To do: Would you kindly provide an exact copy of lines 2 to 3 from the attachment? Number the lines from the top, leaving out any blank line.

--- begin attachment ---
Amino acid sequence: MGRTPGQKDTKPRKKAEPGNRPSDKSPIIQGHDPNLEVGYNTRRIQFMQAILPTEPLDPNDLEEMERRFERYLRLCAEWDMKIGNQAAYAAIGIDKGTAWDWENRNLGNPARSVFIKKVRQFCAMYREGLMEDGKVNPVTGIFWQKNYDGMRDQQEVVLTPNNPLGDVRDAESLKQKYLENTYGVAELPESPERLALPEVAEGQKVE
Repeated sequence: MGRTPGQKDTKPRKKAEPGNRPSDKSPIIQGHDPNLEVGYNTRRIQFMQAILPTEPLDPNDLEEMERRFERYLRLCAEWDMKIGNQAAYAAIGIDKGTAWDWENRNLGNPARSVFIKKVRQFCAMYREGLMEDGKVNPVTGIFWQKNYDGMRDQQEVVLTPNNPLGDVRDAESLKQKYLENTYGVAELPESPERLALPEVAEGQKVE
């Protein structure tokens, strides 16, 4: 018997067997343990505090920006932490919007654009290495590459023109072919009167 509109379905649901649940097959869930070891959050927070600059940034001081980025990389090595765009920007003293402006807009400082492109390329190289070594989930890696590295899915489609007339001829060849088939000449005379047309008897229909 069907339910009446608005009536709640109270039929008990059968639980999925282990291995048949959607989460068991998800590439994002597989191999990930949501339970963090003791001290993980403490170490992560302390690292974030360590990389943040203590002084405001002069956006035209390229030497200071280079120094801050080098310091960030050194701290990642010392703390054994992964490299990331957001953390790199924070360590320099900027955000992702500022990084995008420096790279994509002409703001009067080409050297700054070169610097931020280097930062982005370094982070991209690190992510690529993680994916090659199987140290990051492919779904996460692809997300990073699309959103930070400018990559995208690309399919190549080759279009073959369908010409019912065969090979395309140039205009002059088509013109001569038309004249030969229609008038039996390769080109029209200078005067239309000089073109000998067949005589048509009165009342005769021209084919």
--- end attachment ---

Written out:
Repeated sequence: MGRTPGQKDTKPRKKAEPGNRPSDKSPIIQGHDPNLEVGYNTRRIQFMQAILPTEPLDPNDLEEMERRFERYLRLCAEWDMKIGNQAAYAAIGIDKGTAWDWENRNLGNPARSVFIKKVRQFCAMYREGLMEDGKVNPVTGIFWQKNYDGMRDQQEVVLTPNNPLGDVRDAESLKQKYLENTYGVAELPESPERLALPEVAEGQKVE
């Protein structure tokens, strides 16, 4: 018997067997343990505090920006932490919007654009290495590459023109072919009167 509109379905649901649940097959869930070891959050927070600059940034001081980025990389090595765009920007003293402006807009400082492109390329190289070594989930890696590295899915489609007339001829060849088939000449005379047309008897229909 069907339910009446608005009536709640109270039929008990059968639980999925282990291995048949959607989460068991998800590439994002597989191999990930949501339970963090003791001290993980403490170490992560302390690292974030360590990389943040203590002084405001002069956006035209390229030497200071280079120094801050080098310091960030050194701290990642010392703390054994992964490299990331957001953390790199924070360590320099900027955000992702500022990084995008420096790279994509002409703001009067080409050297700054070169610097931020280097930062982005370094982070991209690190992510690529993680994916090659199987140290990051492919779904996460692809997300990073699309959103930070400018990559995208690309399919190549080759279009073959369908010409019912065969090979395309140039205009002059088509013109001569038309004249030969229609008038039996390769080109029209200078005067239309000089073109000998067949005589048509009165009342005769021209084919």